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Persimmon

(Diospyros kaki)

Other Names: Japanese persimmon, Kaki, Sharon fruit, Caqui, Cachi, Dióspiro

Description:
The tree, reaching 4-18 m is long-lived and typically round-topped, fairly open, erect, sometimes crooked or willowy; seldom with a spread of more than 4-6 m. The leaves are deciduous, alternate, ovate-elliptic, 7-25 cm long, leathery, glossy on the upper surface, brown-silky beneath; bluish-green, turning in the fall to rich yellow, orange or red. Male and female flowers are usually borne on separate trees; sometimes perfect or female flowers are found on male trees, and occasionally male flowers on female trees. The fruit, capped by the persistent calyx, may be round, conical or oblate, has thin, smooth, glossy, yellow, orange or red skin, yellow, orange, or dark-brown, juicy, gelatinous flesh, seedless or containing 4 to 8 flat, oblong, brown seeds 2 cm long. Generally, the flesh is bitter and astringent until fully ripe, when it becomes soft, sweet and pleasant, but dark-fleshed types may be non-astringent, crisp, sweet and edible even before full ripening.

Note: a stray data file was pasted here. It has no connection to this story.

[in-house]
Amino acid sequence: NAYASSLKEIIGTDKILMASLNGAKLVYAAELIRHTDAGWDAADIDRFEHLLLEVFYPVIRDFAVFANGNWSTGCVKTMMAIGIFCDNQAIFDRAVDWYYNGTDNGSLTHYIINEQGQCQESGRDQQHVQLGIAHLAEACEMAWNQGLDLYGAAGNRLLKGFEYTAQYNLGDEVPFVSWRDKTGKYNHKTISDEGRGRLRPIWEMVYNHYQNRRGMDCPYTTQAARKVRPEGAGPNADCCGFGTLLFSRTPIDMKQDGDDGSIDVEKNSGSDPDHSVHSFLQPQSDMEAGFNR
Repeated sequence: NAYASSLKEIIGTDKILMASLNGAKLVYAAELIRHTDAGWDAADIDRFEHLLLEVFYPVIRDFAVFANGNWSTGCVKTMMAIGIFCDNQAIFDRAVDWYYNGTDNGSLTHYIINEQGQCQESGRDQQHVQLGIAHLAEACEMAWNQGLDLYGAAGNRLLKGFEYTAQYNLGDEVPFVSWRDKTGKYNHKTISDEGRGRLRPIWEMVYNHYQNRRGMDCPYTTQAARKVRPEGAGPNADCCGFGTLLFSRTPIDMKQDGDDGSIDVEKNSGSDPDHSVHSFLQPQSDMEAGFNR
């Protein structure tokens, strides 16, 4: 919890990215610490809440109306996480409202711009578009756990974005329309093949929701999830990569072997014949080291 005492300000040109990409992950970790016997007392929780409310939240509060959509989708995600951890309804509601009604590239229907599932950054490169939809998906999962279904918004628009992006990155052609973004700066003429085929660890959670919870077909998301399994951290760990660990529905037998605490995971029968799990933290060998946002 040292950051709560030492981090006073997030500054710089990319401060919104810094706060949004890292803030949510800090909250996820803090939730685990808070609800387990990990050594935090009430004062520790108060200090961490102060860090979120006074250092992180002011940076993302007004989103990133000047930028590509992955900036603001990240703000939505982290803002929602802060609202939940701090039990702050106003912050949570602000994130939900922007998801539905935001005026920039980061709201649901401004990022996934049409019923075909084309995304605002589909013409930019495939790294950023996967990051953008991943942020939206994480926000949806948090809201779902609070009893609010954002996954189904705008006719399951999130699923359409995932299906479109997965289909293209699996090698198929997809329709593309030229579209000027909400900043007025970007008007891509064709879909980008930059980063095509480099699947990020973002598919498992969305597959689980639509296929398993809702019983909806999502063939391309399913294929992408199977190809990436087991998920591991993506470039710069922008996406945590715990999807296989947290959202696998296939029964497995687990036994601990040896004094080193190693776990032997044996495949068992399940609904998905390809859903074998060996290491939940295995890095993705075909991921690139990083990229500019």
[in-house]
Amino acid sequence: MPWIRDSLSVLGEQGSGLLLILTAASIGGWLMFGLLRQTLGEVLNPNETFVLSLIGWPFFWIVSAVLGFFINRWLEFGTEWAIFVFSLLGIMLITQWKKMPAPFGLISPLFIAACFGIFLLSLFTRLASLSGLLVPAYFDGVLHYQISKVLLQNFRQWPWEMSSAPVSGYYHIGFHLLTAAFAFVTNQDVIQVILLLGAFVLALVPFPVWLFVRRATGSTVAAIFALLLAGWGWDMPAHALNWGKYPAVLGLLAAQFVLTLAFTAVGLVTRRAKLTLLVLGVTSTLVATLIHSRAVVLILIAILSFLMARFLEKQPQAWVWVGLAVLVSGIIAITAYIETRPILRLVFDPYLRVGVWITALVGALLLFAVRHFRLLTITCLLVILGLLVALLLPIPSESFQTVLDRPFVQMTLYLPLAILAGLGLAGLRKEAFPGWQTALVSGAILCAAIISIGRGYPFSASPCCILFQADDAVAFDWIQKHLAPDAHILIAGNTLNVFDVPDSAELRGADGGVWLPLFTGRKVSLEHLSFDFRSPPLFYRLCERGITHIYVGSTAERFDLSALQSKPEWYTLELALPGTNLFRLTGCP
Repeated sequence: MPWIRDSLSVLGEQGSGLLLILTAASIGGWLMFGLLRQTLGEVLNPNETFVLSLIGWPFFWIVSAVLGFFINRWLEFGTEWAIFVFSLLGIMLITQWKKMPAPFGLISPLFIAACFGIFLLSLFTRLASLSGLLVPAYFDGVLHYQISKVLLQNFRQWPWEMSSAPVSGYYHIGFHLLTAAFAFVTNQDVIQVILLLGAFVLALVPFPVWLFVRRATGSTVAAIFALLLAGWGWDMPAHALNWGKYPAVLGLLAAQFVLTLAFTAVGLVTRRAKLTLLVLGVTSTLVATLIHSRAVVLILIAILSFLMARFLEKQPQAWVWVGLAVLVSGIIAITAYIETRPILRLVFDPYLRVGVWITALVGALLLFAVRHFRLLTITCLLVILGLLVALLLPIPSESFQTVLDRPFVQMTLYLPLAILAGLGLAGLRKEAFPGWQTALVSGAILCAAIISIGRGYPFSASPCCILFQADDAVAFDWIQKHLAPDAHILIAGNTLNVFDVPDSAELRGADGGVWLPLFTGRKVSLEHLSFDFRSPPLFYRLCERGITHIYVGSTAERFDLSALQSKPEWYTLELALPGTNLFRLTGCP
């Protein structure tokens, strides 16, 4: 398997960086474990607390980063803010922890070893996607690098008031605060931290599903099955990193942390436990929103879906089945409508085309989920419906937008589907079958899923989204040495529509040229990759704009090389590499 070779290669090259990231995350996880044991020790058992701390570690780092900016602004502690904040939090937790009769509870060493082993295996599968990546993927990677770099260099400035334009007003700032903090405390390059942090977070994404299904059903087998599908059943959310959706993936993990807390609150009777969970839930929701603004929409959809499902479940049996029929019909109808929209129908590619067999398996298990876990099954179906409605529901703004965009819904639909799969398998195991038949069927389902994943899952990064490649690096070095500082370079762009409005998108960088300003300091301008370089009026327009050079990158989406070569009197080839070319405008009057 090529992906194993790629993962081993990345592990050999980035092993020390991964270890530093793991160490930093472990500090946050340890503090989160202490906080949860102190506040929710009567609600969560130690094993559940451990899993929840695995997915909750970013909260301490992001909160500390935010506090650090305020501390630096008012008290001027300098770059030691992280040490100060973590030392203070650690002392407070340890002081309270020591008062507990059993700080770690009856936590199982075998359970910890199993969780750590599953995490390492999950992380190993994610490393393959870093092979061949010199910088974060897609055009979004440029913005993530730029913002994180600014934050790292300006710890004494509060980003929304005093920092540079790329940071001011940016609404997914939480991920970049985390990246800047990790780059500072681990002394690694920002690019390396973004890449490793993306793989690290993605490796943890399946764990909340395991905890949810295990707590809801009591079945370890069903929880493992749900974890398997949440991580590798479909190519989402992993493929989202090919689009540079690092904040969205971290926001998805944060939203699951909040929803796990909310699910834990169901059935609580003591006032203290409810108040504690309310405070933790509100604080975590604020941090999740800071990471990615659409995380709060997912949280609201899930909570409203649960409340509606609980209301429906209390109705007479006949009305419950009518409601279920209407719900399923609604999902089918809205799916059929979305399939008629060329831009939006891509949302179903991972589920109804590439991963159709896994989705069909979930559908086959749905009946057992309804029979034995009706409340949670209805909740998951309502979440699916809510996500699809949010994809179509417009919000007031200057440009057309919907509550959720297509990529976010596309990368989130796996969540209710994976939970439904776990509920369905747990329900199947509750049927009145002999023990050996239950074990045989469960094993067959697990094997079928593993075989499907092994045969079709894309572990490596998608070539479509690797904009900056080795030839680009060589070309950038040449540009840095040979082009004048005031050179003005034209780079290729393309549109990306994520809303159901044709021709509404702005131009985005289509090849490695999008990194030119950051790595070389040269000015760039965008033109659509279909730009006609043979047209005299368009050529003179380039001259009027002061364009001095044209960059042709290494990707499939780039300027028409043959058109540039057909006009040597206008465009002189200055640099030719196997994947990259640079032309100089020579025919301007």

Uses:
Fully ripe persimmons are usually eaten out-of-hand or cut in half and served with a spoon, preferably after chilling.

Health:
A decoction of the calyx and fruit stem is sometimes taken to relieve hiccups, coughs and labored respiration.

Climate:
The Japanese persimmon needs a subtropical to mild-temperate climate. It will not fruit in tropical lowlands. The atmosphere may range from semi-arid to one of high humidity. Trees have been known to withstand temeratures as low as -6ºC.

Soil:
The tree is not particular as to soil, and does well on any moderately fertile land with deep friable subsoil. While the young tree needs plentiful watering, good drainage is essential.

Propagation:
Persimmon can be propagated by means of root suckers. In Asia, selected cultivars are raised from seed or grafted onto wild rootstocks of the same species. Seeds for the production of rootstocks need no pretreatment. They are planted in seedbeds or directly in the nursery rows. After a season of growth, they may be whip-grafted close to the surface of the soil, using freshly cut scions or scions from dormant trees kept moist in sphagnum moss.

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